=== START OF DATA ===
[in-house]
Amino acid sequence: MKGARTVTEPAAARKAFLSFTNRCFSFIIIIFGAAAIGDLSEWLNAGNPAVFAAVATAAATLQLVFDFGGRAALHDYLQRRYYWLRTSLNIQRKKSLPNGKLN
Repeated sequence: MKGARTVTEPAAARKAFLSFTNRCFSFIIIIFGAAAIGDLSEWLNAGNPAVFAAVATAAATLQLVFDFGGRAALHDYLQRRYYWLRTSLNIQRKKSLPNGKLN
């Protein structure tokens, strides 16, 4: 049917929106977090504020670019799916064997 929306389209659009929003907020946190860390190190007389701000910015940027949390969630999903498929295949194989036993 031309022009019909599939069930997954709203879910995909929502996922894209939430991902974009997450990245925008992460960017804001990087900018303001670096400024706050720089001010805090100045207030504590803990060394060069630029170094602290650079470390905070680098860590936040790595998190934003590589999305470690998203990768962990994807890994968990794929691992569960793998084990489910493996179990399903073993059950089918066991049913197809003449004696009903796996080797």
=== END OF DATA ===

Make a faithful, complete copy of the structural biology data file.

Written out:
[in-house]
Amino acid sequence: MKGARTVTEPAAARKAFLSFTNRCFSFIIIIFGAAAIGDLSEWLNAGNPAVFAAVATAAATLQLVFDFGGRAALHDYLQRRYYWLRTSLNIQRKKSLPNGKLN
Repeated sequence: MKGARTVTEPAAARKAFLSFTNRCFSFIIIIFGAAAIGDLSEWLNAGNPAVFAAVATAAATLQLVFDFGGRAALHDYLQRRYYWLRTSLNIQRKKSLPNGKLN
């Protein structure tokens, strides 16, 4: 049917929106977090504020670019799916064997 929306389209659009929003907020946190860390190190007389701000910015940027949390969630999903498929295949194989036993 031309022009019909599939069930997954709203879910995909929502996922894209939430991902974009997450990245925008992460960017804001990087900018303001670096400024706050720089001010805090100045207030504590803990060394060069630029170094602290650079470390905070680098860590936040790595998190934003590589999305470690998203990768962990994807890994968990794929691992569960793998084990489910493996179990399903073993059950089918066991049913197809003449004696009903796996080797």